- If your feelings are too strong to deal with right now, or if your student is too emotional, take time to think about what needs to be discussed and talk in a couple hours.
Keep your discussion as objective as possible.
- Try to listen more than talk at first. Don’t respond yet. Get the facts.
- Try to remain calm and thoughtful about the reality of the situation and options moving forward.
- If there are limits to what you will support, be clear about them.
- If you have expectations moving forward, spell them out.
Utilize your resources.
- Depending on the concern your student has there are several resources on campus which can assist them:
- Counseling Center
- Disability Services
- Advisor/Provost Office
- Library/Academic Resource Center
Typically it is prudent to telephone the Counseling and Wellness Center after you and the student have agreed counseling would be beneficial. You should identify yourself and the nature of the situation when you contact the Counseling and Wellness Center.
You may want to speak with a counselor regarding the situation in order to facilitate the referral. The Counseling and Wellness Center can ordinarily provide same-day counseling in a crisis, but it is helpful for us to know the nature of the crisis in advance. If you do not feel it is necessary to speak to a counselor, the student can simply obtain an appointment by providing some identifying information to our receptionist.Keep in mind when making a referral:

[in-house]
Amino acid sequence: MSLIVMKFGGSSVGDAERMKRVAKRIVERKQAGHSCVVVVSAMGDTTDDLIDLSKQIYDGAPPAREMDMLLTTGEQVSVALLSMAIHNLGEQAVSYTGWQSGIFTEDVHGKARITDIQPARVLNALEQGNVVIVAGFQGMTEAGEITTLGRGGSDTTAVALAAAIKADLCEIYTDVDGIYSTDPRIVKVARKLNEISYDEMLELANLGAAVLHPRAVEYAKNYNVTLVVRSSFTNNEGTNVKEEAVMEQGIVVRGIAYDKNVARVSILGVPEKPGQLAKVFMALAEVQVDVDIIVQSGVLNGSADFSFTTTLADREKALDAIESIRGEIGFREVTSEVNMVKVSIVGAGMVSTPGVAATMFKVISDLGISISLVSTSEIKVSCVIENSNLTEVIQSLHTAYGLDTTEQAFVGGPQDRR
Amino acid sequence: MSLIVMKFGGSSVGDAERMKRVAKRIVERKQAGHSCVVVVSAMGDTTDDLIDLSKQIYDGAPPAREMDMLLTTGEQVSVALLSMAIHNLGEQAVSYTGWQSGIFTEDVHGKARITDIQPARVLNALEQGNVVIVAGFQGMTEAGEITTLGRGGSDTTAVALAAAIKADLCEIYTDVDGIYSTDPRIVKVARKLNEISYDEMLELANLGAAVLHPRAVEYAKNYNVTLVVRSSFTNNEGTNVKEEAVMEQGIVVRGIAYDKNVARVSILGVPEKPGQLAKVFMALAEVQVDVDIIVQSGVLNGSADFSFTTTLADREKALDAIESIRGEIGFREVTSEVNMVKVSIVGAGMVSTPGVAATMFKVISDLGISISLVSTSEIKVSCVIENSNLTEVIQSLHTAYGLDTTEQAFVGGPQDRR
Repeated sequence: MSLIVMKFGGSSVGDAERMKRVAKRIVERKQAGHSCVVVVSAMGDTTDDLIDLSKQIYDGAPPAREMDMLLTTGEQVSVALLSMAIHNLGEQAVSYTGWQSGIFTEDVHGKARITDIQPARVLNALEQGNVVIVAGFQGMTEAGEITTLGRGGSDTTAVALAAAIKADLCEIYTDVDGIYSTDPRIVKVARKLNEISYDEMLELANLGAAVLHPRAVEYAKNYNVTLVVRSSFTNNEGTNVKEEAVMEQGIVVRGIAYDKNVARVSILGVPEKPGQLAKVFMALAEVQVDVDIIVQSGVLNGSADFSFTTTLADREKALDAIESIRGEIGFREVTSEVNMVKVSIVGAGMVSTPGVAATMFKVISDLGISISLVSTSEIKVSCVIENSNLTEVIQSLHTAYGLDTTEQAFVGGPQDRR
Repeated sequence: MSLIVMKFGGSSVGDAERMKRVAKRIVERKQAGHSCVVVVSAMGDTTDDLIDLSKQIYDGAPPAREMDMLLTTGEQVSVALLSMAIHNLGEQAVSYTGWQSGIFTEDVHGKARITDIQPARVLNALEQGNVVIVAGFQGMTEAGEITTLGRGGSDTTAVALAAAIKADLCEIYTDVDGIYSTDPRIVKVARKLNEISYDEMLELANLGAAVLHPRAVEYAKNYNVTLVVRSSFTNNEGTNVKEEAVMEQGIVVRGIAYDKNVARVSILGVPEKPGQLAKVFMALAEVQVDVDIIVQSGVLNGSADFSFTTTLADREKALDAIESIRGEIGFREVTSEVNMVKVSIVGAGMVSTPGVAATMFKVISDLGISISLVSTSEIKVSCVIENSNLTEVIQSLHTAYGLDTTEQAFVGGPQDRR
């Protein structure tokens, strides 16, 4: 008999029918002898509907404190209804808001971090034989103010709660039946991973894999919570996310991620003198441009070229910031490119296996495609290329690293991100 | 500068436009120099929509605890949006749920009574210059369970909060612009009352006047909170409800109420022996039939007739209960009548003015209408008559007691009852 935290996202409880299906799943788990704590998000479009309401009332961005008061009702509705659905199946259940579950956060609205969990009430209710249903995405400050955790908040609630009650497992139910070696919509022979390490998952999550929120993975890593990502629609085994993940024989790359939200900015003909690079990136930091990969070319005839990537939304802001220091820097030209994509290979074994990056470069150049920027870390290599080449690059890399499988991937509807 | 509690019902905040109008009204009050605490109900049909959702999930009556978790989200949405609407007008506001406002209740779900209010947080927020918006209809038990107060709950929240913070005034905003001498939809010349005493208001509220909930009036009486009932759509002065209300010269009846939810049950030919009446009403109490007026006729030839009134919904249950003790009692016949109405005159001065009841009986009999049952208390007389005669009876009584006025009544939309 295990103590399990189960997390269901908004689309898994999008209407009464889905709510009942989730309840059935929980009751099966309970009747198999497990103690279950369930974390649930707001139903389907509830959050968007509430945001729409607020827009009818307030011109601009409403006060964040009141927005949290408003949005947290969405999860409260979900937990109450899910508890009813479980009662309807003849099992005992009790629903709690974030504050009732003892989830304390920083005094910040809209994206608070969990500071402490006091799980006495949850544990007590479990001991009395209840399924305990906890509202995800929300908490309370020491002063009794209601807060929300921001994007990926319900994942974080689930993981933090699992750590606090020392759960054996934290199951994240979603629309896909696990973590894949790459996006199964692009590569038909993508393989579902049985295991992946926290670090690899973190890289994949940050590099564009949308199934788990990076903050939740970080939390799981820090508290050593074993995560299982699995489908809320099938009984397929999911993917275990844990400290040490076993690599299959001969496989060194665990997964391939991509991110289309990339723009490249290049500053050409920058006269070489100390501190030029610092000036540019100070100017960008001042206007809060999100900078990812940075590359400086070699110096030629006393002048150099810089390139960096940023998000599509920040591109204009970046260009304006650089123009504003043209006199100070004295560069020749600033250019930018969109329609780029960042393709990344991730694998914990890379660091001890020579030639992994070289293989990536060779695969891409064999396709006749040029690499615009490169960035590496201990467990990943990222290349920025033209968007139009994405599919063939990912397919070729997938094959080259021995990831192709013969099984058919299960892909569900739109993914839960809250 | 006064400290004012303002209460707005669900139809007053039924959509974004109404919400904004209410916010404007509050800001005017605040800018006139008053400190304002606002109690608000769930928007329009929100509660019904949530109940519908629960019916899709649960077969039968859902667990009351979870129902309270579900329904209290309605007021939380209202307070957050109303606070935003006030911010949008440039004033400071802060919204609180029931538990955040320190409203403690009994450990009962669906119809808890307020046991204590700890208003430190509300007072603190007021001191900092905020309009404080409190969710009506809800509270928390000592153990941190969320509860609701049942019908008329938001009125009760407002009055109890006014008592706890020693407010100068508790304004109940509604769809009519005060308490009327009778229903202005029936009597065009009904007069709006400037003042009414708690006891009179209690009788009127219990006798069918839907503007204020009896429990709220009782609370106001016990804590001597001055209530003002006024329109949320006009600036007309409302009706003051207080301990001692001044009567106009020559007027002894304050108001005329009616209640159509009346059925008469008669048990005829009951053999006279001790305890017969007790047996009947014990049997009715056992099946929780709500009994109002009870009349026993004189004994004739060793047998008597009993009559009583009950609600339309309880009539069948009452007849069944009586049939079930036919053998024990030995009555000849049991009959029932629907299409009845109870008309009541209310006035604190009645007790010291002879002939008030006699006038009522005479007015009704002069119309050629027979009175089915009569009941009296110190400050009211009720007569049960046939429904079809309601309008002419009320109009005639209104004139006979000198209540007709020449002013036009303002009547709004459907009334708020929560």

- Convey your concern for the student’s well-being.
- Explain what you have heard or observed that makes you concerned about the student.
- Recommend the Counseling and Wellness Center.
- Tell the student as much as you can about the Counseling and Wellness Center.
- Aid the student in making an appointment, either by calling the Center with them (941-487-4254) or walking to the Center with them
- If a student is not sure about services, and is NOT IN CRISIS, you can also refer to the Counseling and Wellness Center webpage (ncf.edu/cwc) which has several self-guided resources, and the Interactive Screening Program which allows students to anonymously interact with a therapist from the CWC.
- Ask the student how it went, without prying too much for information.
- Continue to be supportive and inquire periodically how he/she is doing.
- Contact the referral if you learn additional information that may be important or relevant.
Immediate and decisive intervention is needed when an individual’s behavior poses a threat to self or others, including:
- Suicidal gestures, intentions, or attempts.
- Other behavior posing a threat to the student (e.g., hallucinations, drug abuse).
- Threats or aggression directed towards others (e.g., implies or makes direct threat to others, displays firearm/weapon, physically confronts/attacks another person.
- Demonstrated inability to care for oneself
Campus resources for responding to mental health emergencies are:
NCF Police (941-487-4210) or 911
Counseling and Wellness Center (941-487-4254)